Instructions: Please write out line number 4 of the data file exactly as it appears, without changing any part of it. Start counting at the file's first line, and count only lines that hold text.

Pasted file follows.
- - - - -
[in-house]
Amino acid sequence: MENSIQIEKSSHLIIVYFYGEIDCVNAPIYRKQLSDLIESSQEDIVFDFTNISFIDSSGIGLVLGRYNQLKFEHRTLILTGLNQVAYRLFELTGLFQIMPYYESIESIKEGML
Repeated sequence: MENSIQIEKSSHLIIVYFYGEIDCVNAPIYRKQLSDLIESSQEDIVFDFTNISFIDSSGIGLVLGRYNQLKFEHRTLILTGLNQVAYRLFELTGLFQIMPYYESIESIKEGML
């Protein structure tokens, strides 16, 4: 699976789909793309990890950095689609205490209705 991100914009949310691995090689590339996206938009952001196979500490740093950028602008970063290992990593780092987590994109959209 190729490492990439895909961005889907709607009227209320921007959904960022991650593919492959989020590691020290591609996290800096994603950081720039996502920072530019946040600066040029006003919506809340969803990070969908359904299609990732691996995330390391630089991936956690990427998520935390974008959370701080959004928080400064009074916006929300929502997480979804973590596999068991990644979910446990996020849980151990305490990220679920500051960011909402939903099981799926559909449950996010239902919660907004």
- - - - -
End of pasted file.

């Protein structure tokens, strides 16, 4: 699976789909793309990890950095689609205490209705 991100914009949310691995090689590339996206938009952001196979500490740093950028602008970063290992990593780092987590994109959209 190729490492990439895909961005889907709607009227209320921007959904960022991650593919492959989020590691020290591609996290800096994603950081720039996502920072530019946040600066040029006003919506809340969803990070969908359904299609990732691996995330390391630089991936956690990427998520935390974008959370701080959004928080400064009074916006929300929502997480979804973590596999068991990644979910446990996020849980151990305490990220679920500051960011909402939903099981799926559909449950996010239902919660907004």